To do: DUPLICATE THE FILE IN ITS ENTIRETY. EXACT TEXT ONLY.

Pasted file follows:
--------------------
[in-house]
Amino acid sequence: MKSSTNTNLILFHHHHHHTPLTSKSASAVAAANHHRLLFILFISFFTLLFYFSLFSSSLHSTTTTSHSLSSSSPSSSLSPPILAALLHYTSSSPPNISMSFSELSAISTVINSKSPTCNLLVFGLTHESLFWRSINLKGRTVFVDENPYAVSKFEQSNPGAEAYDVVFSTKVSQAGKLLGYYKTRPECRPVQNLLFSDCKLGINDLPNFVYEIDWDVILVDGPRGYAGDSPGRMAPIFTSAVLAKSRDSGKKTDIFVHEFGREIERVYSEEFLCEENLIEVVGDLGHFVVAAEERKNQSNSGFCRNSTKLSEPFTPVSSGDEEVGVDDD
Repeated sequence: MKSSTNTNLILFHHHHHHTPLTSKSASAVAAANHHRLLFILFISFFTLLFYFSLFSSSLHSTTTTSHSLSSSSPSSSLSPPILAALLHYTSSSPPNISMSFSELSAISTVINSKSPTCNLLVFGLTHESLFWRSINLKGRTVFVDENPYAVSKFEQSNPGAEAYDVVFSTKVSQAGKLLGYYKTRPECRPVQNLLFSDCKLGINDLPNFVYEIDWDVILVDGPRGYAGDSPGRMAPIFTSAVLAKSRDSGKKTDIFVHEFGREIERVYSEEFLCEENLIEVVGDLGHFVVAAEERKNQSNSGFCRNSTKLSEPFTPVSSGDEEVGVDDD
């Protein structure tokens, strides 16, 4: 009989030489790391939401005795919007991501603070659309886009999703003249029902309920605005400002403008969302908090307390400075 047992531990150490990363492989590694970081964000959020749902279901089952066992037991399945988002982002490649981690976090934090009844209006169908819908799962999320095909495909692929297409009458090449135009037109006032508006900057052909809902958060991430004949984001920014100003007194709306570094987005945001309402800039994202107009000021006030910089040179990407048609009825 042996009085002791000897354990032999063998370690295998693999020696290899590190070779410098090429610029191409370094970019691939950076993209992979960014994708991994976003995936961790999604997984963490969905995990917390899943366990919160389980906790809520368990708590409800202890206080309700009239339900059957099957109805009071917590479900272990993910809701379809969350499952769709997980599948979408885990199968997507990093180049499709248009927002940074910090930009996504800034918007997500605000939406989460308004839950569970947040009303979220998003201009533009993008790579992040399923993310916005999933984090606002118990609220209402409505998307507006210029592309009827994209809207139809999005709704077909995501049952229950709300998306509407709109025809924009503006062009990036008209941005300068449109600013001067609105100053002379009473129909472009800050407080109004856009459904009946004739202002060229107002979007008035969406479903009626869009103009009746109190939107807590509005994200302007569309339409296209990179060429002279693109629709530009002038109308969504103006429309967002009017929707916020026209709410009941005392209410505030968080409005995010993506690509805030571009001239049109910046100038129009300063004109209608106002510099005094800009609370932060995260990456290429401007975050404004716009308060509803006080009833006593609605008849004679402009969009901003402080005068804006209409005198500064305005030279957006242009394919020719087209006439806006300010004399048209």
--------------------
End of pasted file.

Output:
[in-house]
Amino acid sequence: MKSSTNTNLILFHHHHHHTPLTSKSASAVAAANHHRLLFILFISFFTLLFYFSLFSSSLHSTTTTSHSLSSSSPSSSLSPPILAALLHYTSSSPPNISMSFSELSAISTVINSKSPTCNLLVFGLTHESLFWRSINLKGRTVFVDENPYAVSKFEQSNPGAEAYDVVFSTKVSQAGKLLGYYKTRPECRPVQNLLFSDCKLGINDLPNFVYEIDWDVILVDGPRGYAGDSPGRMAPIFTSAVLAKSRDSGKKTDIFVHEFGREIERVYSEEFLCEENLIEVVGDLGHFVVAAEERKNQSNSGFCRNSTKLSEPFTPVSSGDEEVGVDDD
Repeated sequence: MKSSTNTNLILFHHHHHHTPLTSKSASAVAAANHHRLLFILFISFFTLLFYFSLFSSSLHSTTTTSHSLSSSSPSSSLSPPILAALLHYTSSSPPNISMSFSELSAISTVINSKSPTCNLLVFGLTHESLFWRSINLKGRTVFVDENPYAVSKFEQSNPGAEAYDVVFSTKVSQAGKLLGYYKTRPECRPVQNLLFSDCKLGINDLPNFVYEIDWDVILVDGPRGYAGDSPGRMAPIFTSAVLAKSRDSGKKTDIFVHEFGREIERVYSEEFLCEENLIEVVGDLGHFVVAAEERKNQSNSGFCRNSTKLSEPFTPVSSGDEEVGVDDD
């Protein structure tokens, strides 16, 4: 009989030489790391939401005795919007991501603070659309886009999703003249029902309920605005400002403008969302908090307390400075 047992531990150490990363492989590694970081964000959020749902279901089952066992037991399945988002982002490649981690976090934090009844209006169908819908799962999320095909495909692929297409009458090449135009037109006032508006900057052909809902958060991430004949984001920014100003007194709306570094987005945001309402800039994202107009000021006030910089040179990407048609009825 042996009085002791000897354990032999063998370690295998693999020696290899590190070779410098090429610029191409370094970019691939950076993209992979960014994708991994976003995936961790999604997984963490969905995990917390899943366990919160389980906790809520368990708590409800202890206080309700009239339900059957099957109805009071917590479900272990993910809701379809969350499952769709997980599948979408885990199968997507990093180049499709248009927002940074910090930009996504800034918007997500605000939406989460308004839950569970947040009303979220998003201009533009993008790579992040399923993310916005999933984090606002118990609220209402409505998307507006210029592309009827994209809207139809999005709704077909995501049952229950709300998306509407709109025809924009503006062009990036008209941005300068449109600013001067609105100053002379009473129909472009800050407080109004856009459904009946004739202002060229107002979007008035969406479903009626869009103009009746109190939107807590509005994200302007569309339409296209990179060429002279693109629709530009002038109308969504103006429309967002009017929707916020026209709410009941005392209410505030968080409005995010993506690509805030571009001239049109910046100038129009300063004109209608106002510099005094800009609370932060995260990456290429401007975050404004716009308060509803006080009833006593609605008849004679402009969009901003402080005068804006209409005198500064305005030279957006242009394919020719087209006439806006300010004399048209």